It's the dog days of summer, and after one of the driest winters on record in Southern California, that means less water to go around but more water needed to keep your landscaping lush. Instead of giving more water to that thirsty lawn, get rid of it completely — and even get paid to do it.
Through the city's Landscape Incentive Program, the Department of Water and Power is offering homeowners $2 per square foot of grass removed (up from $1.50 this past spring). LADWP is also providing rebates for water-efficient landscape equipment installed, such as weather-based irrigation controllers or rotating sprinkler nozzles.
But you don't have to be stuck with an empty dirt lot in front of your house. Curb water usage while boosting your home's curb appeal by replacing your grass with an edible garden; California native plants and wildflowers; succulents and cacti; permeable pathways; or mulch. Not only will you save money doing so, you'll also save water; according to LADWP, an estimated 40% of water use is outdoors, with most of that used to irrigate lawns.
Here are a few attractive alternatives to grass:
#1 Plant a front-yard vegetable garden. If your HOA allows it, put that valuable real estate to good use by growing your own organic veggies. Our mild climate means we can garden year-round, from tomatoes and melons in the summer to kale and peas in the winter. A more productive front yard also means you'll help save the bees and other pollinators by providing them with a local food source; in turn, they'll provide you with a bounty of food in the garden.
Some plants — such as artichokes, rhubarb, lemongrass, and rosemary — are not only perennial, they also make attractive landscaping plants that cover a wide area. If you plan to live on your property for the long term, citrus trees, berry shrubs, tropical fruits (like bananas and avocados), and perennial herbs (like bay and mint) are worthy investments with delicious returns year after year. If you prefer more of a cottage garden look, you can interplant edible flowers (borage, nasturtiums, violets) and herbs (basil, parsley, cilantro) among your flower bulbs. With proper mulching, your edible garden will generally only need an inch of water each week.
LADWP states that they don't provide incentives for seasonal gardens (presumably vegetable crops that change every season), so be sure to read the fine print when you sign up for the program and find out what kind of edibles they do cover.
Check out our checklist for the 10 most important things to consider before starting an edible garden, and give Ivette Soler's The Edible Front Yard a gander for more tips.
If you like to learn in a hands-on environment, the Department of Public Works offers free Smart Gardening workshops throughout the Greater Los Angeles area that focus on water-wise and fire-wise gardening, composting, native landscaping, and pest management. Or, join a series of edible gardening classes and become a UC-certified Victory Gardener with UC Davis' Grow LA Victory Garden Initiative.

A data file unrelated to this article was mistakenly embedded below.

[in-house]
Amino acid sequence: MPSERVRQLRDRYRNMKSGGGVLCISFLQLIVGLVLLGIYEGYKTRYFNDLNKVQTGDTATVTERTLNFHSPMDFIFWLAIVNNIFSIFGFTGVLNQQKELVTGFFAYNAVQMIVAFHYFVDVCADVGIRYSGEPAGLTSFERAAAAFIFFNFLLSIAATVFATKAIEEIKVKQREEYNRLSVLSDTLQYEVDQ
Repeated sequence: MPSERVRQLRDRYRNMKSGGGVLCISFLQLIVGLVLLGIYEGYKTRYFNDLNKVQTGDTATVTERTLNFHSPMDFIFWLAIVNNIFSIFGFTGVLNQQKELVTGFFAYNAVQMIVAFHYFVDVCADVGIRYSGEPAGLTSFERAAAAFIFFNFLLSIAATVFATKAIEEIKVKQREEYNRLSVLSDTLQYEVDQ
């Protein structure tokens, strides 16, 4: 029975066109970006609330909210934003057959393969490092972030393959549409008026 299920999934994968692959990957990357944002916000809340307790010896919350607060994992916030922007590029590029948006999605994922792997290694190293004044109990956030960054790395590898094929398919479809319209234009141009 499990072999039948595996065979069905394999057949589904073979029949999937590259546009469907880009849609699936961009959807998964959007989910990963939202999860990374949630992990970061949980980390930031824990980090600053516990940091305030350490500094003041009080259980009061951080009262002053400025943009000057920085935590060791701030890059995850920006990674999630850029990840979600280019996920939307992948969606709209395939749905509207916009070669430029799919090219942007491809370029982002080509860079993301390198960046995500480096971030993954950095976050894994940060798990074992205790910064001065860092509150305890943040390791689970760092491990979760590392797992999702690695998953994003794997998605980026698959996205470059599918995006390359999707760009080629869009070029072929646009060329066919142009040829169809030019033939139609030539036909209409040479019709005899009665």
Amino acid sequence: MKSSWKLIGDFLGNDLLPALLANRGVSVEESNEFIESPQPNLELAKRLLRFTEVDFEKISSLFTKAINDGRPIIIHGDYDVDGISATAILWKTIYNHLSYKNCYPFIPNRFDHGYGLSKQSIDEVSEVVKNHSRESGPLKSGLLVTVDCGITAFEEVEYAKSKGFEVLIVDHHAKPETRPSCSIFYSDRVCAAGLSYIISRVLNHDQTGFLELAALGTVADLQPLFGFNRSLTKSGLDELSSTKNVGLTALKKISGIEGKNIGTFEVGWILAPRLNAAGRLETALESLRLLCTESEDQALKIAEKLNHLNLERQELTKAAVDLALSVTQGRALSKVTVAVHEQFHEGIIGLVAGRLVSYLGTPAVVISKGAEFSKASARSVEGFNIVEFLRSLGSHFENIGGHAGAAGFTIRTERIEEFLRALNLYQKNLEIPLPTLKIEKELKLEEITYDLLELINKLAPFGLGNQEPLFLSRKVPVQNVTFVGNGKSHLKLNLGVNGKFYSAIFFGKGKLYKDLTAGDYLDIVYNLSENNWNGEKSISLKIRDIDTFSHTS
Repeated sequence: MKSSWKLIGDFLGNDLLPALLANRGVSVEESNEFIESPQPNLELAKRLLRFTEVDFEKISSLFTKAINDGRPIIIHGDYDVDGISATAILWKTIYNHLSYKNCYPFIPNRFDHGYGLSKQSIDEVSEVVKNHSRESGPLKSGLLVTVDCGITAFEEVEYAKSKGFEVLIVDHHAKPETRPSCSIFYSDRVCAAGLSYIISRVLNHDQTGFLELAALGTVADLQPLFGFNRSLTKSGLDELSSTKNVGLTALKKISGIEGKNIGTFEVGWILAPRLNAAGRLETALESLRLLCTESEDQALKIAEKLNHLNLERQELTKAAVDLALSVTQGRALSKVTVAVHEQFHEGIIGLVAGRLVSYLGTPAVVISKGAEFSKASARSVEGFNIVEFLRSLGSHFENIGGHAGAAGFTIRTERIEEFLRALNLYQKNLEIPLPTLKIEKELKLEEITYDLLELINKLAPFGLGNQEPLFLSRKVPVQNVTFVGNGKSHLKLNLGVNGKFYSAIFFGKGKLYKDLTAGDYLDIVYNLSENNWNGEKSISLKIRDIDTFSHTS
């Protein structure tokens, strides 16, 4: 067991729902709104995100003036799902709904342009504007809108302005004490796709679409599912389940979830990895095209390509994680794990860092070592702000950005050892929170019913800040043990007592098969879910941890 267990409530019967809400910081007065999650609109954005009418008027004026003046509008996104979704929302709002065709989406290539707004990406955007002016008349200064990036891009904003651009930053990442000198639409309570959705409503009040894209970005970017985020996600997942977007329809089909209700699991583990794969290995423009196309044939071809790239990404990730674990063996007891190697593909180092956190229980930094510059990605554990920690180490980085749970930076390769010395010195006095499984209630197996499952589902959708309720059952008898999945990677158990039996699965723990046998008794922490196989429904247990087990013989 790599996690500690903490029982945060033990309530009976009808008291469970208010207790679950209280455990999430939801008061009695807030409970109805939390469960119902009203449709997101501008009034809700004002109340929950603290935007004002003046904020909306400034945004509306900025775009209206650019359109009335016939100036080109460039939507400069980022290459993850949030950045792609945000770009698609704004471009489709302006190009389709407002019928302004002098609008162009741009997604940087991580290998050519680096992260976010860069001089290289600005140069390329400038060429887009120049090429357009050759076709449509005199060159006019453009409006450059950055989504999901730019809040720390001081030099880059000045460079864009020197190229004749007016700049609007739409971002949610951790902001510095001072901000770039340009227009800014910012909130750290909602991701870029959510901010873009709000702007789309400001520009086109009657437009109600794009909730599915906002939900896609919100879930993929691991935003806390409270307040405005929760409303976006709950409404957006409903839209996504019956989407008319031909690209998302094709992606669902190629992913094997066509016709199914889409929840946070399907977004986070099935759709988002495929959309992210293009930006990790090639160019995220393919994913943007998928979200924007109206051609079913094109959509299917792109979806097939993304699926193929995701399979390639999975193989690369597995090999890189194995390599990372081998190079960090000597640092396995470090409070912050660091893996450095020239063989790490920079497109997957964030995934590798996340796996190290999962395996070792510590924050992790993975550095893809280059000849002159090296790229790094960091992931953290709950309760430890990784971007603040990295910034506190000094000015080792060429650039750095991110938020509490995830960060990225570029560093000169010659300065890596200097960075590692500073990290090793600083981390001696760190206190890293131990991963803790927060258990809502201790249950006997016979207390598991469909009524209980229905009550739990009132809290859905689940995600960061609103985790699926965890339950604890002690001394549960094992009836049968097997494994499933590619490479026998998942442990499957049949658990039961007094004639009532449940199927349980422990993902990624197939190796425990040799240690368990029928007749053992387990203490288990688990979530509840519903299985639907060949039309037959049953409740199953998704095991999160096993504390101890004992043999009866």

#2 Go native. California native plants are well adapted to our climate, soil types, and drought conditions. According to Be Water Wise, a conservation site maintained by the Metropolitan Water District of Southern California, a variety of shrubs, trees, perennials and annuals are "California Friendly®" — that is, they're resilient, non-invasive, low-maintenance, and need little water once established.
Try adding deer grass in place of a low hedge, California lilacs for a burst of color, fast-growing Western sycamore for shade, or our state flower, the California poppy, to cover an otherwise hard-to-plant slope.
Learn more about California native flora at the Theodore Payne Foundation in Sun Valley, which offers a nursery with hundreds of varieties of plants and wildflowers as well as beautiful, native-landscaped grounds, an art gallery, and a library.
#3 Go succulent. Succulent gardens don't have to be drab and dry. With an array of colors, shapes and sizes, succulents are just as beautiful as traditional flower gardens but require much less maintenance — less water (much less, sometimes only once a month will do the trick), no deadheading, and no pruning.
Even the most non-gardener of gardeners will be able to grow a lush and exotic-looking succulent garden, as the cuttings are easy to propagate and the plants quick to grow.
For inspiration, visit California Nursery Specialties in Reseda to see over 100,000 succulents on display in the gardens and greenhouses. The nursery is open to the public on weekends only, and you'll leave feeling overwhelmed — in a good way. For eastsiders, the California Cactus Center in Pasadena (just minutes from the Huntington Botanical Gardens and Los Angeles County Arboretum) offers an amazing selection of succulents, pottery, decor and accessories.
#4 Pave a pathway. Add interest to your landscaping with pathways that meander to your front door. Flagstones, decorative rocks, decomposed granite, pea gravel, wood chips, and other non-vegetative ground coverings are not only beautiful and functional, they also make great mulch around your California native plants and protect against soil erosion.
If you're not afraid of putting in a little sweat equity, The Family Handyman offers a step-by-step guide to building your own stone path, no masonry skills needed.